I would say my ship died this time because I am closer to the Golem, so his missiles get to me sooner. I think it's more accurate to say that I was lucky the first time that the Golem was so far away. Never the less, now is not the time to sit like a lemon. I warp my pod away, and bounce back to the wormhole, jumping home immediately. My part in the combat is over for now. I regret losing my ship, wanting to have done more, but I just hit a reload cycle and was being forced to warp away anyway. Given the current state of the fight, I probably did as much as I could. Except provide a better warp-in.

Falcon makes a crucial appearance

The Golem was intact but really suffering when I left it. It's taken even more damage now, but the hostiles have realised that they aren't going to fight our ships off the high-value target, and finally bring in their ECM support instead. It's a frustrating but understandable tactic, and it works. The Golem drops from bastion mode, aligns out, and when a successful jam hits both Dominices at the same time the marauder warps clear. '28% hull structure', says the Golem pilot in the local channel, 'I was shitting myself'. I would have been too.

As for our ships, Mick gets clear, HR doesn't. We lose a Dominix to the fleet, on top of the Manticore, and the Ishtar in the earlier engagement. Whilst we made mistakes, I think we did pretty well. After all, we don't know what mistakes the other fleet think they did, and I would consider leaving the Golem where it was to be their biggest one. Yes, we lost a couple of ships, but our plan was to throw a Hail Mary at the marauder. The excitement, no doubt on both sides, was well worth our time and ISK.

Back-and-forth with bait

22nd April 2014 – 5.11 pm

I'm feeling more positive after yesterday's playful encounter. What's up for tonight? A ship in our home system, for a start, which my combat scanning probes inform me of. Warping across from my safe spot lets me see the Golem marauder on my directional scanner, and switching overviews and repeating the scan sees a Sleeper wreck. Just the one wreck, mind you, and now no longer a Golem.

Did I scare the marauder off, or was his ship just not up to the job? I can't believe the latter option, not with only the first Sleeper in the anomaly popped. I find the anomaly, make a perch, and wait a while, pondering the situation. He's back, so say my probes, but d-scan is showing me a Noctis salvager. That's curious. I update my probes and the ship is still somewhere, but the Noctis is gone. Cloaked? No, probably near his wormhole, as it is the salvager my probes are detecting, not the return of the Golem that I assumed.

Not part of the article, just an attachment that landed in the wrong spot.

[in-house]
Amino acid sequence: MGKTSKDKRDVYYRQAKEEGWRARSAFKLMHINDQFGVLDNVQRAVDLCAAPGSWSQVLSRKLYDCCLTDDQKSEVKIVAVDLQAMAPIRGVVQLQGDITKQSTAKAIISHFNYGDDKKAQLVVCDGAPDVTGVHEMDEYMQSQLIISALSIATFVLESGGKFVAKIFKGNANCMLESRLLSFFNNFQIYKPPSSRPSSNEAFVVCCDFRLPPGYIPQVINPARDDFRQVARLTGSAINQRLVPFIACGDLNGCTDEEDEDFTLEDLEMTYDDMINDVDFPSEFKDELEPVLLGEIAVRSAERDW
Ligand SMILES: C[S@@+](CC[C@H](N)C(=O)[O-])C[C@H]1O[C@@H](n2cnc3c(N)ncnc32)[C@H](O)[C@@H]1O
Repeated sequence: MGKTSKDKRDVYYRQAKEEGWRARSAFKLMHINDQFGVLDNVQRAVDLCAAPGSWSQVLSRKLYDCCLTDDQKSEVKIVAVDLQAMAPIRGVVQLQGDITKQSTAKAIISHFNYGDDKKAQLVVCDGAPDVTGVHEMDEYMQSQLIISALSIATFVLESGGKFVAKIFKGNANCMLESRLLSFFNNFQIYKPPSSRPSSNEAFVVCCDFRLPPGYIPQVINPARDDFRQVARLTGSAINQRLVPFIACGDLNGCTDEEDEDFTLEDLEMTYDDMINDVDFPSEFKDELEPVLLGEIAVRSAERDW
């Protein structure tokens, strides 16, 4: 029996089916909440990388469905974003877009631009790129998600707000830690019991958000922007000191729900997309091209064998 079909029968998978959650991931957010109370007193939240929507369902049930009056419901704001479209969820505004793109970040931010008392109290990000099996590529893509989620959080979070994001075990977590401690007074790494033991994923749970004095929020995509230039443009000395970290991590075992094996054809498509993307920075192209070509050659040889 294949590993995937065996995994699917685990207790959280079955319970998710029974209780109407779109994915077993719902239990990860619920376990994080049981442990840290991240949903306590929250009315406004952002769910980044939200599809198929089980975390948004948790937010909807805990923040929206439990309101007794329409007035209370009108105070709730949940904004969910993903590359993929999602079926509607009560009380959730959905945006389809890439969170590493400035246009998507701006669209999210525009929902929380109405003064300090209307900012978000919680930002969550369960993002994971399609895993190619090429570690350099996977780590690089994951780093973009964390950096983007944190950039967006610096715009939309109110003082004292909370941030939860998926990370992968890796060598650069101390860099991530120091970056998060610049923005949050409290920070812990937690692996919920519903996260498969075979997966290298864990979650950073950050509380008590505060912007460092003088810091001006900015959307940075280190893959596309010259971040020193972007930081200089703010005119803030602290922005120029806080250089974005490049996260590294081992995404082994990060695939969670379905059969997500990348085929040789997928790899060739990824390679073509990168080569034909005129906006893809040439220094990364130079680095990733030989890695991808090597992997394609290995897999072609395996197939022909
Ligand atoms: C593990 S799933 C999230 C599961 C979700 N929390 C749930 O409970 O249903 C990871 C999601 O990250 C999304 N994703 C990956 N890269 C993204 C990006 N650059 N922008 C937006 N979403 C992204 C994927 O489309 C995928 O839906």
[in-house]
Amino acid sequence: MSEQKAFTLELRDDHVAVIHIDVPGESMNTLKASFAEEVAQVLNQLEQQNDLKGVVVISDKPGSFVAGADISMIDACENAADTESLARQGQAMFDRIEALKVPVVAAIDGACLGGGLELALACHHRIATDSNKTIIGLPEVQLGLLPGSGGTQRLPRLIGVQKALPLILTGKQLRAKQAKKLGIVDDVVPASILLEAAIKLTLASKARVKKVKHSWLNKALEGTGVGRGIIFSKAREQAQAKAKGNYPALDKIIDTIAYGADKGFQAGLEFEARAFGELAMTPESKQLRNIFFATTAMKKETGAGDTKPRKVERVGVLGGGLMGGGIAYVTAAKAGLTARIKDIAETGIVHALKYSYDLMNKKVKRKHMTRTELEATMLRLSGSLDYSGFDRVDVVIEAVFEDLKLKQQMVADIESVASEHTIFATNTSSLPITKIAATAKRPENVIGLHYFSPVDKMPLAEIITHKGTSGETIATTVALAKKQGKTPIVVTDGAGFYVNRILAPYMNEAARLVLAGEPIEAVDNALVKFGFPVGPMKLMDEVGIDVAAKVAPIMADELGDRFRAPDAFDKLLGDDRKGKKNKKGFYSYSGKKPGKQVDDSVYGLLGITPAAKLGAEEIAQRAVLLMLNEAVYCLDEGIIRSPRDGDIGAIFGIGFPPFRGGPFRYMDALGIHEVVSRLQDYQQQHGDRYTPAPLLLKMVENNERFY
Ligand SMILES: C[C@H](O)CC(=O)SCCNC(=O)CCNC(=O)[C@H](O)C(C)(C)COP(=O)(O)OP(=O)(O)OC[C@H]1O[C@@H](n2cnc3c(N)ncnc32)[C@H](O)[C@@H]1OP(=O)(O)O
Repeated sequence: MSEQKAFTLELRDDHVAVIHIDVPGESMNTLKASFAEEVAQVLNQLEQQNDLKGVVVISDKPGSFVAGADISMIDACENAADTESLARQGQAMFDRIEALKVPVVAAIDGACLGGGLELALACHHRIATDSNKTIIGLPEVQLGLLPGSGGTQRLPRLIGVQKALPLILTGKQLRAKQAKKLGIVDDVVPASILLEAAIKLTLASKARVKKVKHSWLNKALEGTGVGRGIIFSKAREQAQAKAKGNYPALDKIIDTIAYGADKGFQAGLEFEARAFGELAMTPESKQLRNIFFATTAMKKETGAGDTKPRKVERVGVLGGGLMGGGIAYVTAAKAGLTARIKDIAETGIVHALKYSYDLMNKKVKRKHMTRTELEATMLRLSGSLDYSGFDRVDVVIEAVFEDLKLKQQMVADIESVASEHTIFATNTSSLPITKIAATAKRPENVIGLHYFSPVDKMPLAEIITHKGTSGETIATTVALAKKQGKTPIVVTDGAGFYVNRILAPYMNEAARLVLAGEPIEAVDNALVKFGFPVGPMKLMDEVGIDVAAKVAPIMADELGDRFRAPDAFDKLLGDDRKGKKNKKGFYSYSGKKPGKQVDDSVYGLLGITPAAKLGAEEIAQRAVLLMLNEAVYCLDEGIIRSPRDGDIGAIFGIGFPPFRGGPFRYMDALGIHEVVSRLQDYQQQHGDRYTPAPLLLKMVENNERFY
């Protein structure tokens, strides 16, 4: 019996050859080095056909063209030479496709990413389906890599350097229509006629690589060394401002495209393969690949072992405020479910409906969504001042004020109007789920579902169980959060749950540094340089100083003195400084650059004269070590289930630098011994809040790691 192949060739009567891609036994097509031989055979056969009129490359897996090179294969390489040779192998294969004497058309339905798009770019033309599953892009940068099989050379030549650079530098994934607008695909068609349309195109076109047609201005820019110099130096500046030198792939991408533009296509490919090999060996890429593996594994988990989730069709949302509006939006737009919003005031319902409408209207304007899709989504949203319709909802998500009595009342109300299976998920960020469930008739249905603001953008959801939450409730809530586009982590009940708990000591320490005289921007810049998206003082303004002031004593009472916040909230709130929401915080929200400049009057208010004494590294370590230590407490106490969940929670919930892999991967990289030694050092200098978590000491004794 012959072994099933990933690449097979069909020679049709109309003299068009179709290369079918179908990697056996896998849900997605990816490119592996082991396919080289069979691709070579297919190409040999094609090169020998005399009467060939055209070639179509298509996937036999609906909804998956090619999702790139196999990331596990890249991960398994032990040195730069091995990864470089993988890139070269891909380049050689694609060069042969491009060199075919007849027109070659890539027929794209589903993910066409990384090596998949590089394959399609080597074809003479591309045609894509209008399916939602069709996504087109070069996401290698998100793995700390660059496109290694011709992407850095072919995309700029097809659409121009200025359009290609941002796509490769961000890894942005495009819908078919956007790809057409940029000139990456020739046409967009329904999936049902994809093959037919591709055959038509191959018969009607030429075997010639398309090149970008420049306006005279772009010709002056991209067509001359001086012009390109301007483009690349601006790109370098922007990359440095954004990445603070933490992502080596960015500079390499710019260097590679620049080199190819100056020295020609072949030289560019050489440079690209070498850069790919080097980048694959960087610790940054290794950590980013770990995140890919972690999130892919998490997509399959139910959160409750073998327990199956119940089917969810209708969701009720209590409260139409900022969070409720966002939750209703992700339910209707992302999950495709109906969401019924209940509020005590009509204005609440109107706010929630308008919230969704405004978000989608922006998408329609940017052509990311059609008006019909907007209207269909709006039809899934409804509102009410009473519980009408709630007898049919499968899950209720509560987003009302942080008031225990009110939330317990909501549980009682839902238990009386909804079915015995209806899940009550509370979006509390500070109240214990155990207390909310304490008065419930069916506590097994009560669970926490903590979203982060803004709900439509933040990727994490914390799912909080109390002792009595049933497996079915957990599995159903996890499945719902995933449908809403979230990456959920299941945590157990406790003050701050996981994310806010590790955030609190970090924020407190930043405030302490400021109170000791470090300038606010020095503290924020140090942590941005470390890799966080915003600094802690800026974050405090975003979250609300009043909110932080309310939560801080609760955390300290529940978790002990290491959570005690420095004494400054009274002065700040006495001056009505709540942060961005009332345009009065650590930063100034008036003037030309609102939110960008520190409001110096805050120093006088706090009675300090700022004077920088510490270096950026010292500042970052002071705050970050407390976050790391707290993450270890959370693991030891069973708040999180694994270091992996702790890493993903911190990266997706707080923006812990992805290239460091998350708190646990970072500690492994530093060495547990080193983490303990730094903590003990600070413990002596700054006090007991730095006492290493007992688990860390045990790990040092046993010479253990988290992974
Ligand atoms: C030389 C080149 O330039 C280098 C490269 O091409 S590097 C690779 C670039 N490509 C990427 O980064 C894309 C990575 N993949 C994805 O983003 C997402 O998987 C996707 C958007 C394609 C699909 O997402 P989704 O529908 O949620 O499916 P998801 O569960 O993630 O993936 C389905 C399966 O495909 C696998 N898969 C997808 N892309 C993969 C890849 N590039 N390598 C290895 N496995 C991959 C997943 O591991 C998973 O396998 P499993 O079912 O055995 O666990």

The Noctis leaves our system. If the pilot's not going to continue here, I'll scan for his wormhole. Calling my probes in to the system is the perfect time for the pilot to return, of course, this time in a Tengu strategic cruiser. I scramble to get my probes out of the system again, no doubt too slowly, but the Tengu persists on d-scan. He's not in the anomaly, or any site, but he does seem to be on our previously scanned static connection. I warp across to take a look.

Bait Tengu near our static wormhole

Well, a pilot called 'Yummy Worm' in a Tengu some seventy kilometres from the wormhole. 'Could be some kind of bait', says a newly arrived HR. Call me suspicious, but I think he's right. I go back to scanning for the apparently new wormhole, resolving it quickly and warping across to see a K162 from class 4 w-space. I don't quite fancy jumping through this one, because if the Tengu is bait then his support fleet will be right on the other side. So what to do?

It's a bit of a stalemate, until Mick arrives. He's always up for a scrap, and knows much more about ships than I ever will. He encourages us to swap ships and I have no hesitation jumping in to a Manticore stealth bomber to see what we can do. My decision to reveal myself on d-scan, indirectly showing the Tengu my intention, is perhaps a bit rash, but at the very least it could spark a reaction. It does. The Tengu aligns away from our wormhole and back to his, warping and jumping as Mick and HR appear at our tower to also swap for much pointier ships.

My Manticore should be safe against whatever is waiting, so I drop my cloak, burn to the K162, and follow a few seconds behind. The wormhole is clear. A Noctis is on d-scan, along with a tower. No Tengu, no support. 'So it was not bait.' Maybe. Maybe not. There's a lot more space outside d-scan range of the wormhole, and as HR joins me in the system I decide to go on a reconnoitre.